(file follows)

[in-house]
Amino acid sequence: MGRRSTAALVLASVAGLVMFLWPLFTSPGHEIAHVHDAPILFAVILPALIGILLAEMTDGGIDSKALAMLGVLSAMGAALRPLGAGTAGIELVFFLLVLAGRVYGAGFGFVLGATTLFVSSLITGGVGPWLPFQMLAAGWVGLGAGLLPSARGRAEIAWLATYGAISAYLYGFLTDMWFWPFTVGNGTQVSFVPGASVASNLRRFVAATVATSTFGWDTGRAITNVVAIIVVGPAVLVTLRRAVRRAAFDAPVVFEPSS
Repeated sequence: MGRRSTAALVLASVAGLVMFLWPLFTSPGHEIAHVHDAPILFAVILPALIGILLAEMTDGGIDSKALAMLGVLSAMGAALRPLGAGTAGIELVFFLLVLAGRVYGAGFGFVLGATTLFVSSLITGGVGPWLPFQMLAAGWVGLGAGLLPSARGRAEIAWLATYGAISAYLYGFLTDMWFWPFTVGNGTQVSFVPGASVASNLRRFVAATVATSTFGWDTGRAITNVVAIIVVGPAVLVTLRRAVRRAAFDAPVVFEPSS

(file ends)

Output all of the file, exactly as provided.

[in-house]
Amino acid sequence: MGRRSTAALVLASVAGLVMFLWPLFTSPGHEIAHVHDAPILFAVILPALIGILLAEMTDGGIDSKALAMLGVLSAMGAALRPLGAGTAGIELVFFLLVLAGRVYGAGFGFVLGATTLFVSSLITGGVGPWLPFQMLAAGWVGLGAGLLPSARGRAEIAWLATYGAISAYLYGFLTDMWFWPFTVGNGTQVSFVPGASVASNLRRFVAATVATSTFGWDTGRAITNVVAIIVVGPAVLVTLRRAVRRAAFDAPVVFEPSS
Repeated sequence: MGRRSTAALVLASVAGLVMFLWPLFTSPGHEIAHVHDAPILFAVILPALIGILLAEMTDGGIDSKALAMLGVLSAMGAALRPLGAGTAGIELVFFLLVLAGRVYGAGFGFVLGATTLFVSSLITGGVGPWLPFQMLAAGWVGLGAGLLPSARGRAEIAWLATYGAISAYLYGFLTDMWFWPFTVGNGTQVSFVPGASVASNLRRFVAATVATSTFGWDTGRAITNVVAIIVVGPAVLVTLRRAVRRAAFDAPVVFEPSS